8. Is it fair to toll existing roads? Didn't taxpayers already pay for these roads?

The misperception that tolls on existing roads are a form of "double taxation" is closely linked to the misperception that existing roads are "free." In fact, a huge amount of tax money is currently spent every year on the operation and maintenance of existing highways and bridges. According to USDOT's most recent Conditions and Performance report, American taxpayers spent $36.3 billion in 2004 on system maintenance and services alone, which includes routine and regular expenditures required to keep the highway surface, shoulders, roadsides, structures, and traffic control devices in usable condition.[143] As the Massachusetts Transportation Finance Commission recently argued in its recommendations for building a sustainable transportation financing system "[i]t has long been accepted that there is no such thing as a free lunch; it is time for people to acknowledge that there is no such thing as a freeway either."[144]

Tolling is a more equitable revenue raising mechanism than fuel taxes and is also more effective for managing congestion. As a direct fee paid by the users of a facility, tolls are a more efficient source of revenue than taxes and help ensure that the people who use the facility pay a fair share of the facility's costs. Tolls can also be varied by time of day to reduce congestion. Congestion pricing may mean that users of a facility pay more to use the facility during congested periods than they would have under the traditional fuel tax model, but they can also choose to use the facility during off-peak hours when the costs of the trip are less, or they can choose to use transit. The idea is not simply to raise more revenue, but to inform drivers about the true costs of their trip so they can make better decisions about when and how to travel.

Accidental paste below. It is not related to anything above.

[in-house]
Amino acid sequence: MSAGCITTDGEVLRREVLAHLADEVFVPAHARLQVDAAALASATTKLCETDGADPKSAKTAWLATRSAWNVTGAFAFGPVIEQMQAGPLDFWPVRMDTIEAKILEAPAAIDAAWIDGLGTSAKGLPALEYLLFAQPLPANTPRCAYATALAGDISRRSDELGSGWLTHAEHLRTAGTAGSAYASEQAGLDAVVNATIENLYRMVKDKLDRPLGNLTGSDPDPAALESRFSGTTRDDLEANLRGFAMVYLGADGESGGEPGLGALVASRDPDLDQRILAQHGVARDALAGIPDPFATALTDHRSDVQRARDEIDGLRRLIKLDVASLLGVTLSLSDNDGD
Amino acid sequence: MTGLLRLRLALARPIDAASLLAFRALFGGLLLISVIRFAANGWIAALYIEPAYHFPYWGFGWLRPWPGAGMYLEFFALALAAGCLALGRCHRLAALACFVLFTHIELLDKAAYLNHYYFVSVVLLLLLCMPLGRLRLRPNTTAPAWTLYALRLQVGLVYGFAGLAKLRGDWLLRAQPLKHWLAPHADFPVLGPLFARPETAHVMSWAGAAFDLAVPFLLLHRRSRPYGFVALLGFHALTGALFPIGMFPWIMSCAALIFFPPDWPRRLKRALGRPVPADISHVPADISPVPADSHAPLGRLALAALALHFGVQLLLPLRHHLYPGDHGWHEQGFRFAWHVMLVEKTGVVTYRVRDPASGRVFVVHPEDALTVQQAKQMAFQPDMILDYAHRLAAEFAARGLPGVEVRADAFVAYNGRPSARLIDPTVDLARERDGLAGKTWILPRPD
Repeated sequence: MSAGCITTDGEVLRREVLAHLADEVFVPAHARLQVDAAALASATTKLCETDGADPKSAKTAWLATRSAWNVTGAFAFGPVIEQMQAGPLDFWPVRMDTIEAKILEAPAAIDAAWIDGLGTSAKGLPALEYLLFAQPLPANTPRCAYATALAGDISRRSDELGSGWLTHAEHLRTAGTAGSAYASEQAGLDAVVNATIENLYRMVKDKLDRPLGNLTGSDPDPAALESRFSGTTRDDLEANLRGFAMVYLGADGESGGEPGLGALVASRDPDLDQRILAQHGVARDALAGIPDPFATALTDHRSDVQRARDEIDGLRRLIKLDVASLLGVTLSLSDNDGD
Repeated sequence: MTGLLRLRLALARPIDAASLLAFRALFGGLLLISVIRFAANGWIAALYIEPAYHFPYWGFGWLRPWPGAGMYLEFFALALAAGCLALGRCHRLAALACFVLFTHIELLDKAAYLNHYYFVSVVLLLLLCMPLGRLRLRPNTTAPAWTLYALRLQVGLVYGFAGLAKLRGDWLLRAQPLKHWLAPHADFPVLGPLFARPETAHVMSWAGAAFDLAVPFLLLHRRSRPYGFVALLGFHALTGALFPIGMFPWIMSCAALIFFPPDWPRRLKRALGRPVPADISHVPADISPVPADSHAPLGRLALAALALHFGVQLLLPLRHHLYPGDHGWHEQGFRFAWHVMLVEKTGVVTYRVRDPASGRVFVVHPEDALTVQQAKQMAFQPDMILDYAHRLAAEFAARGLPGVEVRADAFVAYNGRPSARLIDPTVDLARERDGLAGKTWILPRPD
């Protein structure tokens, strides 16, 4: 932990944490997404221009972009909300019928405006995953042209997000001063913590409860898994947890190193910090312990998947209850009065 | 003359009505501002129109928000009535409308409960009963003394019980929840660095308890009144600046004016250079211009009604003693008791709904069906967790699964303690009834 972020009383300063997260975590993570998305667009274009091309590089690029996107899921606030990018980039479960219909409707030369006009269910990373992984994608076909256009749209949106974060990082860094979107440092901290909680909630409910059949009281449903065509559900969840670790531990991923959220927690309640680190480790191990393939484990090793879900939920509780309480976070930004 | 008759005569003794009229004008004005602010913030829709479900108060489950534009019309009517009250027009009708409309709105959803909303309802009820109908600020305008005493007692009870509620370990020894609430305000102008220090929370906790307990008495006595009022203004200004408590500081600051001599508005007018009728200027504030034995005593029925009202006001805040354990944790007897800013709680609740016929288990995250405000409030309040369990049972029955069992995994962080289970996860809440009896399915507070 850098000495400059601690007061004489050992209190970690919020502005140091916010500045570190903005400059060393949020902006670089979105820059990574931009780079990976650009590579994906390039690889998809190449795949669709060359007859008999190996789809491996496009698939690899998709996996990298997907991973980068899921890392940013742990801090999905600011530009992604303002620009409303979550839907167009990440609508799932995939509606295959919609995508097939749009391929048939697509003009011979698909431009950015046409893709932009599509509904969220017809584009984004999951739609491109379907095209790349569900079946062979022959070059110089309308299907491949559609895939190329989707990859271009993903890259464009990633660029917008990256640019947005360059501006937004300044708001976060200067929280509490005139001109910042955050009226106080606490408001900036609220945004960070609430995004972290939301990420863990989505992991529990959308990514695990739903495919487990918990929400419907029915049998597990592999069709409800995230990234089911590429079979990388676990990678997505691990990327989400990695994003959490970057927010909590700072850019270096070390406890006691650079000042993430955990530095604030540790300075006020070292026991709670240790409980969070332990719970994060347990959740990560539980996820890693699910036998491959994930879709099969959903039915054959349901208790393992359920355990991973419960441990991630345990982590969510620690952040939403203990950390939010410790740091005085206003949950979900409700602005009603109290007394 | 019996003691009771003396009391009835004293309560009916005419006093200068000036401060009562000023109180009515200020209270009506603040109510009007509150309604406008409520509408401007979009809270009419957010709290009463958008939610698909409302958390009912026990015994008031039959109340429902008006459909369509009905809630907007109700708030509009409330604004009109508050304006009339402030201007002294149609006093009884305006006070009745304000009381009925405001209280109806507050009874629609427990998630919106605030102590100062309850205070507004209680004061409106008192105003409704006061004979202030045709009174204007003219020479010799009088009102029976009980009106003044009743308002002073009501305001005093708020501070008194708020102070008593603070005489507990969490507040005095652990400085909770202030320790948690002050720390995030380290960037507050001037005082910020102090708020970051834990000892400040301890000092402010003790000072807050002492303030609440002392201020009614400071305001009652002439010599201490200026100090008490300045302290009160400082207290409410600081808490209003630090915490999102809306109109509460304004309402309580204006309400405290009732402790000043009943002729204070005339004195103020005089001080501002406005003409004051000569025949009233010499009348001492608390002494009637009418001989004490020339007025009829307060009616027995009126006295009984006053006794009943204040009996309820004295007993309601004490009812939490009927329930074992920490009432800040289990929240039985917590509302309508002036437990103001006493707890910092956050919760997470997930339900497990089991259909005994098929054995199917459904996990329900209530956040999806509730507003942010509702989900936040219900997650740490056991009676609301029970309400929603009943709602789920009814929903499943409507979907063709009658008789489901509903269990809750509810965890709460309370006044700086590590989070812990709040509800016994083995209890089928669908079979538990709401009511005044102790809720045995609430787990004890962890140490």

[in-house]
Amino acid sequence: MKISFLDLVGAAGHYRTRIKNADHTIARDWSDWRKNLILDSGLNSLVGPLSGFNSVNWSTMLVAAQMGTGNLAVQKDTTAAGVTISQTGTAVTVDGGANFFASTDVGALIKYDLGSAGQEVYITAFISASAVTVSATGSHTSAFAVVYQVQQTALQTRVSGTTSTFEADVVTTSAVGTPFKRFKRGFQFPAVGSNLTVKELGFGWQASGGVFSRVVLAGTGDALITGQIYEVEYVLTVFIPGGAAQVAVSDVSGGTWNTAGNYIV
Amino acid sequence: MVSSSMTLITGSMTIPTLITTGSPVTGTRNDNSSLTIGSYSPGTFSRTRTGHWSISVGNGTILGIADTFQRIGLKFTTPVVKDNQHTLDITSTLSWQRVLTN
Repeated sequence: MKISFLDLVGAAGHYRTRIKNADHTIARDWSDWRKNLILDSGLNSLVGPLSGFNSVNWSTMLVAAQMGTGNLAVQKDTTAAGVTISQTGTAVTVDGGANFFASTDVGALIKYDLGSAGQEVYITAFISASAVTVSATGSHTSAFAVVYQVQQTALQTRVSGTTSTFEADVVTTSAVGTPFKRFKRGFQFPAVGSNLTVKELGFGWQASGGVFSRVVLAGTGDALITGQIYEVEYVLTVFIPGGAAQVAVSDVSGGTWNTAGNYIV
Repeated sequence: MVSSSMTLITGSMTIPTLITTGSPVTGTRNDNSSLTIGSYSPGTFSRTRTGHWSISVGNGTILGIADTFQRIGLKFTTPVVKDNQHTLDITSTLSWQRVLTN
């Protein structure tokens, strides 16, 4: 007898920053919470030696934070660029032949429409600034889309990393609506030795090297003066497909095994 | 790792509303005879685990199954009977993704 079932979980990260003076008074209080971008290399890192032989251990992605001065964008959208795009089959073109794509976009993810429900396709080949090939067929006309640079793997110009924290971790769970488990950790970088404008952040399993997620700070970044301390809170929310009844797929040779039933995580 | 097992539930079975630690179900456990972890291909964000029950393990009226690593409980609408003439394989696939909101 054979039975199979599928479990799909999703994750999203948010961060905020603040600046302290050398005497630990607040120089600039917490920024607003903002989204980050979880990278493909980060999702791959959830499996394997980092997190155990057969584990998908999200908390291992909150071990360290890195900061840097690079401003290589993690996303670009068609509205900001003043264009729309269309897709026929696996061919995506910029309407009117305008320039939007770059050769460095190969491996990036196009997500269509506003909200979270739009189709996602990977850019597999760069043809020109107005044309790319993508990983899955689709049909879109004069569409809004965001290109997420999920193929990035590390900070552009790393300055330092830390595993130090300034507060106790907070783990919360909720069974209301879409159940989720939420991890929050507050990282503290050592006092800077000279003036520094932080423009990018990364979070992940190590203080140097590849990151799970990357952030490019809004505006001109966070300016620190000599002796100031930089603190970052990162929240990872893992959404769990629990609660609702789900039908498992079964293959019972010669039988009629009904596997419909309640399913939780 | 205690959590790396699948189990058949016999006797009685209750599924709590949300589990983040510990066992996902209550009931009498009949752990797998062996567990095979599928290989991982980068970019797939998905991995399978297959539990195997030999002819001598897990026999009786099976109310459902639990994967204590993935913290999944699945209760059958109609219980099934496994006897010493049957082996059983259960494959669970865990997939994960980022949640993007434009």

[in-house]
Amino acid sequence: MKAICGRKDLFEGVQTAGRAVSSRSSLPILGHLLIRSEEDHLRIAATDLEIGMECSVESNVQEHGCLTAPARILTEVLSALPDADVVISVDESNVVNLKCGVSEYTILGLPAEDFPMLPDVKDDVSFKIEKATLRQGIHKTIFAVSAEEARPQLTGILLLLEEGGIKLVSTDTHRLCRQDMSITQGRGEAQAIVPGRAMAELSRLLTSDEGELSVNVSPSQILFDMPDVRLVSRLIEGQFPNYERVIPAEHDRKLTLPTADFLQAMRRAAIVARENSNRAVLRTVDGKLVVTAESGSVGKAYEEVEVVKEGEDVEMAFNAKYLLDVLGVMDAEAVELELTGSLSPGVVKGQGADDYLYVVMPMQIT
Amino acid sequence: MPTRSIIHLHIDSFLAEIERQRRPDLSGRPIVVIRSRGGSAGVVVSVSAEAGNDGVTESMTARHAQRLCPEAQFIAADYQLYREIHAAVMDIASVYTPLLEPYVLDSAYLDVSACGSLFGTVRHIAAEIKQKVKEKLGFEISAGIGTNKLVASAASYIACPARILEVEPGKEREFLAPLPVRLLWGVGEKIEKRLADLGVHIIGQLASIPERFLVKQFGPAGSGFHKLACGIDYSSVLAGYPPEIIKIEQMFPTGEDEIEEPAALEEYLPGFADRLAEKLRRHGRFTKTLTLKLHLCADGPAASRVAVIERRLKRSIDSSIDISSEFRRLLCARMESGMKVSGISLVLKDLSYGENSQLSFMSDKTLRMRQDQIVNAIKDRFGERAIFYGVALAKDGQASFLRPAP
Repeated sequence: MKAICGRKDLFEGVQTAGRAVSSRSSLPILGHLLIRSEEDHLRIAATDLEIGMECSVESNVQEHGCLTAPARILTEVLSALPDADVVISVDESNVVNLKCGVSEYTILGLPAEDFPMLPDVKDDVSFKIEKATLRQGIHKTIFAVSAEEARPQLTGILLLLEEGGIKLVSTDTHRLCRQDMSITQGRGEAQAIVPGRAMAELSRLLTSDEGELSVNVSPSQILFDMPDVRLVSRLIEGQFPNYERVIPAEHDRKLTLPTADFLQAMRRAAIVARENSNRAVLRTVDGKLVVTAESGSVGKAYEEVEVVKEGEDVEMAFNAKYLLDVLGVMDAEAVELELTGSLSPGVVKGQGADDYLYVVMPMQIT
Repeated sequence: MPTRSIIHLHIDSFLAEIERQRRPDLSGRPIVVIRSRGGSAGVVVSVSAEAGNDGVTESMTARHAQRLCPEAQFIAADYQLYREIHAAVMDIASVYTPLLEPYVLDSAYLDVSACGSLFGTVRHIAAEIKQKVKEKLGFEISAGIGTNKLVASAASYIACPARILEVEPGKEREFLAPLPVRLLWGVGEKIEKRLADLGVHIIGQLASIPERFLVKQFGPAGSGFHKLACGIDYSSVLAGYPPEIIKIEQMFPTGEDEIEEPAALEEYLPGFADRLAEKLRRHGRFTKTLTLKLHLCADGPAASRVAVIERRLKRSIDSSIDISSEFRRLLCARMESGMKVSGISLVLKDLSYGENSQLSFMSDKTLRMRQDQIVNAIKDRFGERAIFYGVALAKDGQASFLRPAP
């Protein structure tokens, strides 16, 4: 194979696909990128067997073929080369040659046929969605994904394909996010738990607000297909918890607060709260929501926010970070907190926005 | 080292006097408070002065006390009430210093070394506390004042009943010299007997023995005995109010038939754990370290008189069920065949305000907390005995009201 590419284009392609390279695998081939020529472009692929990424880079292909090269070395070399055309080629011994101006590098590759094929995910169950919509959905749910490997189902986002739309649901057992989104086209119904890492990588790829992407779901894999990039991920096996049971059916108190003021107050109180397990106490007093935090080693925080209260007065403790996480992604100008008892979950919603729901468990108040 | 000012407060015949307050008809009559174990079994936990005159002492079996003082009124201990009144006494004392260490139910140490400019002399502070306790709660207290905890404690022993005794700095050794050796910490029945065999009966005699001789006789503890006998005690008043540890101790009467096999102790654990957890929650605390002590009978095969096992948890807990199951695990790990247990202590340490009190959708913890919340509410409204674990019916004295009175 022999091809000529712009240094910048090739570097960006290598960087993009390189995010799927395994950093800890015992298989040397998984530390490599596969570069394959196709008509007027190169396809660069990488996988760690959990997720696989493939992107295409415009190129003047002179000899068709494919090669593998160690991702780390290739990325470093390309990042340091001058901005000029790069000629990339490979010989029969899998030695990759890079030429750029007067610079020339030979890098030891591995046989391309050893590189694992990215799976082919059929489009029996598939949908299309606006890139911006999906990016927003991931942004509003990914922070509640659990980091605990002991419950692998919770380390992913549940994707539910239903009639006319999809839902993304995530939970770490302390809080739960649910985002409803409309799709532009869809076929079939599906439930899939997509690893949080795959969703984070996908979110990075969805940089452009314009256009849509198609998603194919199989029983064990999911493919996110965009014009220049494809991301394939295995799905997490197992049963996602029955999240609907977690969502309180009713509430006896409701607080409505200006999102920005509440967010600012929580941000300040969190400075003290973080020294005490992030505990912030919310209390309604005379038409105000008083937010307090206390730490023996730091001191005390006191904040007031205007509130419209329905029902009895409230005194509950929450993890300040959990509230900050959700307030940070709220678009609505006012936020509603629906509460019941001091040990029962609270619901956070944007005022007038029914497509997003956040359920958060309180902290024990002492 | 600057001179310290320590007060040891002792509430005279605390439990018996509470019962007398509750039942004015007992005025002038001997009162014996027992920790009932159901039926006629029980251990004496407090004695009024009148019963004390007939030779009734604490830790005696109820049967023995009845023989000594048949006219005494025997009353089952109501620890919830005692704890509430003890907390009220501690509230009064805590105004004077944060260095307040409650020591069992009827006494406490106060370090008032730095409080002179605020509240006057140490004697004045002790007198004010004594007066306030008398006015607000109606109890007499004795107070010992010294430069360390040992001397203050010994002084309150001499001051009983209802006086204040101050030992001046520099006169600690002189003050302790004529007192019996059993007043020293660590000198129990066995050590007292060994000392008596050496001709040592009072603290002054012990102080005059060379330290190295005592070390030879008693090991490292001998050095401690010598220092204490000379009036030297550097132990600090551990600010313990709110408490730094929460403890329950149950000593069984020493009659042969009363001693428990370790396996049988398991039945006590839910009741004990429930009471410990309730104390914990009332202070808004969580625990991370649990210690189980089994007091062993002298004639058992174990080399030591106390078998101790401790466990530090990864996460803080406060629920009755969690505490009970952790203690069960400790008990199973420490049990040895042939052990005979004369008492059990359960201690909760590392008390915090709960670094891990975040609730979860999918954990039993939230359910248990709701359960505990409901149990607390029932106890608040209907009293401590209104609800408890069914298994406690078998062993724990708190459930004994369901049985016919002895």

All five of the agreements that USDOT signed with urban partners as part of the Urban Partnership Program included provisions for pricing existing roads or highways. At the state and local level, where important highway and transit decisions are made, the "double taxation" argument is not persuasive. Instead, pricing existing roads is being utilized to manage severe and worsening congestion.

As the traditional funding model struggles to respond to the demand for capital investment in transportation infrastructure, whether for new capacity or for improvements to existing facilities, tolling is providing for an increasingly significant portion of capital highway investments. A 2006 study prepared for FHWA indicates that, "[d]uring the last 10 years, an average of 50 to 75 miles a year of new access-controlled expressways has been constructed as toll roads out of an overall average of 150 to 175 miles of urban expressways opened annually. Toll roads, therefore, have been responsible for 30 to 40 percent of new ‘high end' road mileage over the past decade."[145]